The Fleshtones formed in Queens, New York in 1976 after finding instruments left by a previous tenant in the basement of their rented apartment. Despite sharing bills with The Ramones and other NY punks, the garage-rockers were shunned if not written out of the CBGBs story. In the early years of the following decade they signed to Miles Copeland’s IRS label and released three LPs starting with “Roman Gods” in 1982 and then the following year “Hexbreaker!”. From the liner notes of that record:
“The theme of this album is NEW because after all, this is the FLESHTONES newest LP. And not only is it their newest but it’s also their wildest, most emphatic, most super-rock record yet! It’s been said the FLESHTONES aren’t just a pop group but an outlook, a way of life”
“Hexbreaker!” if not as raw and rocking as it predecessor is an effective showcase of their blend of 60s organ-fuelled garage rock mixed with swinging dance moves, handclaps and wailing saxophone. A touch of 60s paisley, some 70s punk attitude and early 80s US indie meet a hedonistic party vibe that, especially given subsequent neo-garage revivals, sounds surprisingly fresh.
"You'll discover The Fleshtones sound noticeably tighter and more emphatic here than they did on “Roman Gods”; singer Peter Zaremba knows the secret formula that fuses power and cool, Keith Streng's guitar work makes room for all sorts of righteous rock & roll noise, drummer Bill Milhizer lays down an indefatigable backbeat no matter what's going on, and Jan Marek Pakulski's bass keeps the low end lively throughout. While most bands on the budding garage revival scene were content to resurrect the sounds and styles of the past, on “Hexbreaker!”, The Fleshtones brought together past and present and turned it all into a wild party where everyone was invited". Mark Deming – All Music Guide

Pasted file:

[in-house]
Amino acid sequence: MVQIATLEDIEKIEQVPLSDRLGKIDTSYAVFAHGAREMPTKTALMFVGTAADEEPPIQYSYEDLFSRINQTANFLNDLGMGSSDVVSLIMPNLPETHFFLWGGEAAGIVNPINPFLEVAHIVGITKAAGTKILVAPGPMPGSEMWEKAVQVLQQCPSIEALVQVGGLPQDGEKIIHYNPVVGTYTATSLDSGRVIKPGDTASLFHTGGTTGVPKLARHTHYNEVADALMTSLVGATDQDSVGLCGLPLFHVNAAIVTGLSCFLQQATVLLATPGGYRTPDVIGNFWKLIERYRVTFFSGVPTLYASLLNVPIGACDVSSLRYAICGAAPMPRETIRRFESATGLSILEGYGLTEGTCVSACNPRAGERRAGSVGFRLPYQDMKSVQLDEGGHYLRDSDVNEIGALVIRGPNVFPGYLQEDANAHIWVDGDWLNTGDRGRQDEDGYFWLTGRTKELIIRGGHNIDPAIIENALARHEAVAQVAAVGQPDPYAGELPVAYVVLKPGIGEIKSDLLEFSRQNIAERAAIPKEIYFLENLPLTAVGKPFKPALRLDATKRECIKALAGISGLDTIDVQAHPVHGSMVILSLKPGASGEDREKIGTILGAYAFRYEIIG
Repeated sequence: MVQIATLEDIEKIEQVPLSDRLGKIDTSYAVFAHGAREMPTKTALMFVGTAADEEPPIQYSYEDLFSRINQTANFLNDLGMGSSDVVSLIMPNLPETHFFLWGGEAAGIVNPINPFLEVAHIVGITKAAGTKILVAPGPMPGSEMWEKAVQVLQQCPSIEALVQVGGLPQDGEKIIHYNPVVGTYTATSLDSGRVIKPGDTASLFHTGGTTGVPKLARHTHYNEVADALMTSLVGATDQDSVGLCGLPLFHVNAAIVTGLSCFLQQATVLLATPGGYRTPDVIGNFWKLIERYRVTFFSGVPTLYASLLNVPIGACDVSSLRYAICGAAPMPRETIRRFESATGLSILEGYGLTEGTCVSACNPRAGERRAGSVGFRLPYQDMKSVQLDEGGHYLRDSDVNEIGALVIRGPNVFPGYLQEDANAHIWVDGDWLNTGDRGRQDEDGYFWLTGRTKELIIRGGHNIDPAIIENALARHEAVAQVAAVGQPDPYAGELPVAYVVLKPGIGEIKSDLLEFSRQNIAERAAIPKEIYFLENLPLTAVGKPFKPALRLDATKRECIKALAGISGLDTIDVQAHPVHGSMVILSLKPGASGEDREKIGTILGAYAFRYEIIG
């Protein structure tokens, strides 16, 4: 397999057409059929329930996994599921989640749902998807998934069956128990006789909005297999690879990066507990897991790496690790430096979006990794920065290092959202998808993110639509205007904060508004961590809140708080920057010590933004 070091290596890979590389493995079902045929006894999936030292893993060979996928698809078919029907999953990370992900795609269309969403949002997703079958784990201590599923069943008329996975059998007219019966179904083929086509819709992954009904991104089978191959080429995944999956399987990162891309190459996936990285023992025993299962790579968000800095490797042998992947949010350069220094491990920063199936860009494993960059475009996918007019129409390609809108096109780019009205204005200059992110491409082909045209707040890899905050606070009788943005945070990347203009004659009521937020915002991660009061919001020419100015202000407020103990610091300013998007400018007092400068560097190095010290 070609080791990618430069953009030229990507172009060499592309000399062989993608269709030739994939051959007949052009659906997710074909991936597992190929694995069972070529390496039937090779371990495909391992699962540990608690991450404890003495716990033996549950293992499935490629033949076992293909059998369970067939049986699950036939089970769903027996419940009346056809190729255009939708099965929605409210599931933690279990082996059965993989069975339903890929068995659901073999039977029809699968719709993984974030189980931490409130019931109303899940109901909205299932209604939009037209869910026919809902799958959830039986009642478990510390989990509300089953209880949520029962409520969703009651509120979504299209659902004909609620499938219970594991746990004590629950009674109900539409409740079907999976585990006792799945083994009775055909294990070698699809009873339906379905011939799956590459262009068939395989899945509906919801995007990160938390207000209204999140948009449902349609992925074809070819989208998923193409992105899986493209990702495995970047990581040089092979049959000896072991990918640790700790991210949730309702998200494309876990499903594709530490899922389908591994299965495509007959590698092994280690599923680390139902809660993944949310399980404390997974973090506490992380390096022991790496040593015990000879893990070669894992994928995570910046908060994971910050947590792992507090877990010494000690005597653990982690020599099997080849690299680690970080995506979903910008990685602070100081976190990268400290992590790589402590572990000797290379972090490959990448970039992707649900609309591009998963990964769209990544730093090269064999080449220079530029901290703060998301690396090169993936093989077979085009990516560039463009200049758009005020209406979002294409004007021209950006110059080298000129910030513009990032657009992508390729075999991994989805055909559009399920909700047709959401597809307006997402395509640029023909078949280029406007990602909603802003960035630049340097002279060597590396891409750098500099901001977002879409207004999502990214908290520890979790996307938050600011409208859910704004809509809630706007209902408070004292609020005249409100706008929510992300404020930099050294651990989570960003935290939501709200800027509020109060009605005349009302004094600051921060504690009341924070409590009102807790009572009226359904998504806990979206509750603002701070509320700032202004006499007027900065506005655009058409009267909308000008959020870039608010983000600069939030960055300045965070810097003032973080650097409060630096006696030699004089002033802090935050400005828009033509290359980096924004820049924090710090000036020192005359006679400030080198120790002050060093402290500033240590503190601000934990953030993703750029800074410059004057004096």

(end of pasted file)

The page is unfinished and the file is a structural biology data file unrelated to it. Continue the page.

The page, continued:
The Fleshtones are recording today for Yep Roc Records which I naively assumed was a recent reformation. But watching the 2009 documentary of the band “Pardon Us For Living But The Graveyard Was Full” I realised that the band have been continually touring, and occasionally recording, every year since 1976 with Streng and Zaremba constant throughout – despite the lean years, the lack of a record contract and an inability in the 1980s to hold on to a bass player.
“Pardon Us For Living But The Graveyard Was Full” is a heart-rending but unmissable documentary. It shows a group of fifty-plus year old friends playing their hearts out every night to devoted fans – or even just to rooms of three people. Loyal support in Europe - particularly in France - has kept the band going financially plus selling records out of the trunk of their car and arranging all their own tours rather than employing a tour manager. The film’s gig footage is also testimony to the fact that playing live is where the band are in their element – even after nearly 35 years.
Critical and fan acclaim never translated into commercial success for The Fleshtones. Their highest placing album in the Billboard Charts was “Roman Gods”. It reached #174 for one week.
And echoing the plight of the band, the film-makers of “Pardon Us For Living But The Graveyard Was Full” never recouped the costs for this independently financed venture. So as well as buying the more recent releases of The Fleshtones or seeing their live performances, consider donating in return for a downloadable copy of the film. It’s a story - and music - that deserves a wider audience.
Hexbreaker [BUY – The IRS Years]
The Fleshtones on Yep Roc [BUY]